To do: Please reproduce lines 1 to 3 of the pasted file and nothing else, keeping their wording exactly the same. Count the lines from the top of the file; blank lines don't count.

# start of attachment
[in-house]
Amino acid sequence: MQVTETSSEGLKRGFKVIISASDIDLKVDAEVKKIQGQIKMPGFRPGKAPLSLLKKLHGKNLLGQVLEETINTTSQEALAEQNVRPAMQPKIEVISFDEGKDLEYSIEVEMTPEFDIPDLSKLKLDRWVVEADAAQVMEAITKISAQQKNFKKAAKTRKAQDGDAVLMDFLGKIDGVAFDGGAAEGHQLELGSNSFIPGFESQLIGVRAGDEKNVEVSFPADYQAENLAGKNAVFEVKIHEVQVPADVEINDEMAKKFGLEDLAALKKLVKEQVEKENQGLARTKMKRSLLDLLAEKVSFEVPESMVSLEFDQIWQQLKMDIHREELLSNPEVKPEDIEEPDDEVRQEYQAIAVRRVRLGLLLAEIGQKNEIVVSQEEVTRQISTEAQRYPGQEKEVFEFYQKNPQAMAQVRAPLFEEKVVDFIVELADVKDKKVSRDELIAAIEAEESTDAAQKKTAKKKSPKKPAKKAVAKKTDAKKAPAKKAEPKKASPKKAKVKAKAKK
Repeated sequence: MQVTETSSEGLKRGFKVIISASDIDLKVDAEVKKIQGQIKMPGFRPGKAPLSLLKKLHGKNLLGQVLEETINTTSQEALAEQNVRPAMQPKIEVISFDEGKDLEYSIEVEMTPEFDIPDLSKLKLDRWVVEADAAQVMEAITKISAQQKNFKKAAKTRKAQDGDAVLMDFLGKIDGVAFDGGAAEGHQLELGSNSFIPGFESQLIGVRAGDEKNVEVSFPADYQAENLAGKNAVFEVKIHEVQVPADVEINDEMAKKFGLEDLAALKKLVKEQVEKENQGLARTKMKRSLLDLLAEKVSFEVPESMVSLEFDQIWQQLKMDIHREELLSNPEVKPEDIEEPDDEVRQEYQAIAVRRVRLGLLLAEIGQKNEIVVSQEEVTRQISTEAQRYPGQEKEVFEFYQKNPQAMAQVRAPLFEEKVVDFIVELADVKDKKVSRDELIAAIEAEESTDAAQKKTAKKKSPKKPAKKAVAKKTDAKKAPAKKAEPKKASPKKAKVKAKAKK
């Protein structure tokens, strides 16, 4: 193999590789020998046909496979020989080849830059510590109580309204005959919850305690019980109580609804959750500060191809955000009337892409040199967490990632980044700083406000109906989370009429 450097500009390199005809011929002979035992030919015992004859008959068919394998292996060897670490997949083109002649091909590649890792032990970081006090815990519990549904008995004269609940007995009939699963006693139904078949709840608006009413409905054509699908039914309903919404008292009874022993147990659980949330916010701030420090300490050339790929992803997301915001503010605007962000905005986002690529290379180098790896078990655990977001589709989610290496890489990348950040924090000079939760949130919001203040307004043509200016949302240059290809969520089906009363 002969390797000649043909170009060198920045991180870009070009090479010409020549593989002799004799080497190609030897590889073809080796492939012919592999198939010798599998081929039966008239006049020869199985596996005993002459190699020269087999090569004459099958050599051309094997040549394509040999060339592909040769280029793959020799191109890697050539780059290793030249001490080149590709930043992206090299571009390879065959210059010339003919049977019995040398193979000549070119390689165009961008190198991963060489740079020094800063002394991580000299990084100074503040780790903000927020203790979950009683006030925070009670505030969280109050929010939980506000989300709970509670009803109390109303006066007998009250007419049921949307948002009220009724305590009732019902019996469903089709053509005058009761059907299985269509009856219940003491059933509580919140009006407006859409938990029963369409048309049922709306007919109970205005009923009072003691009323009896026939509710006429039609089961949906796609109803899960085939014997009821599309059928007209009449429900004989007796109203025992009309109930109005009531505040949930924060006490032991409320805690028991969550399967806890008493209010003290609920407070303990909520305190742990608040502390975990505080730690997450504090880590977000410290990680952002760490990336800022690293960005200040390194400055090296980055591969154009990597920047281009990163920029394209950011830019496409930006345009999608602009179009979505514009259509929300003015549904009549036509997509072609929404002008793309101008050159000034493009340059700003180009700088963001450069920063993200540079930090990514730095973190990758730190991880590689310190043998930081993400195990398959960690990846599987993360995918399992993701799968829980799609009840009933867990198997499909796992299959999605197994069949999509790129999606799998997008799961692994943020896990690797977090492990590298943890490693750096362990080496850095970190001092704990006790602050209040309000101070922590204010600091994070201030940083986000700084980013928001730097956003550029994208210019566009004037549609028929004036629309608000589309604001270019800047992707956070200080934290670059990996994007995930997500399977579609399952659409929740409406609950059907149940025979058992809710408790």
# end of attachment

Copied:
[in-house]
Amino acid sequence: MQVTETSSEGLKRGFKVIISASDIDLKVDAEVKKIQGQIKMPGFRPGKAPLSLLKKLHGKNLLGQVLEETINTTSQEALAEQNVRPAMQPKIEVISFDEGKDLEYSIEVEMTPEFDIPDLSKLKLDRWVVEADAAQVMEAITKISAQQKNFKKAAKTRKAQDGDAVLMDFLGKIDGVAFDGGAAEGHQLELGSNSFIPGFESQLIGVRAGDEKNVEVSFPADYQAENLAGKNAVFEVKIHEVQVPADVEINDEMAKKFGLEDLAALKKLVKEQVEKENQGLARTKMKRSLLDLLAEKVSFEVPESMVSLEFDQIWQQLKMDIHREELLSNPEVKPEDIEEPDDEVRQEYQAIAVRRVRLGLLLAEIGQKNEIVVSQEEVTRQISTEAQRYPGQEKEVFEFYQKNPQAMAQVRAPLFEEKVVDFIVELADVKDKKVSRDELIAAIEAEESTDAAQKKTAKKKSPKKPAKKAVAKKTDAKKAPAKKAEPKKASPKKAKVKAKAKK
Repeated sequence: MQVTETSSEGLKRGFKVIISASDIDLKVDAEVKKIQGQIKMPGFRPGKAPLSLLKKLHGKNLLGQVLEETINTTSQEALAEQNVRPAMQPKIEVISFDEGKDLEYSIEVEMTPEFDIPDLSKLKLDRWVVEADAAQVMEAITKISAQQKNFKKAAKTRKAQDGDAVLMDFLGKIDGVAFDGGAAEGHQLELGSNSFIPGFESQLIGVRAGDEKNVEVSFPADYQAENLAGKNAVFEVKIHEVQVPADVEINDEMAKKFGLEDLAALKKLVKEQVEKENQGLARTKMKRSLLDLLAEKVSFEVPESMVSLEFDQIWQQLKMDIHREELLSNPEVKPEDIEEPDDEVRQEYQAIAVRRVRLGLLLAEIGQKNEIVVSQEEVTRQISTEAQRYPGQEKEVFEFYQKNPQAMAQVRAPLFEEKVVDFIVELADVKDKKVSRDELIAAIEAEESTDAAQKKTAKKKSPKKPAKKAVAKKTDAKKAPAKKAEPKKASPKKAKVKAKAKK